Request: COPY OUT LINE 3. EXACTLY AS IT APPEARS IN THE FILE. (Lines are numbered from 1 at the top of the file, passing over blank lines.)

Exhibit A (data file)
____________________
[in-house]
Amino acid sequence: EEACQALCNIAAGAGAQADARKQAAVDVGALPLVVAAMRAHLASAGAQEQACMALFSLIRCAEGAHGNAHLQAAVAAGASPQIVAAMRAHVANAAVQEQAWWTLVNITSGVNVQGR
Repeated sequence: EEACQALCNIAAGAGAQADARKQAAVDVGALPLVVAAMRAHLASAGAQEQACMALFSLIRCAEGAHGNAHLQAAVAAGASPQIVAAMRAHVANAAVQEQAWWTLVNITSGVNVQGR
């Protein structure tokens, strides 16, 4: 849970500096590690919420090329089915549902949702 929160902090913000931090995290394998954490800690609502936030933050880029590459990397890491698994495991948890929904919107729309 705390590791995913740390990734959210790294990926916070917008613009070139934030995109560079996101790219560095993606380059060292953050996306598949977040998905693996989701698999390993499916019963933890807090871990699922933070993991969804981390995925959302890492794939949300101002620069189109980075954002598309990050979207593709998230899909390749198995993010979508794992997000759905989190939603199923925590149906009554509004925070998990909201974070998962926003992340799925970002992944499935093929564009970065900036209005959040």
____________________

Repeated sequence: EEACQALCNIAAGAGAQADARKQAAVDVGALPLVVAAMRAHLASAGAQEQACMALFSLIRCAEGAHGNAHLQAAVAAGASPQIVAAMRAHVANAAVQEQAWWTLVNITSGVNVQGR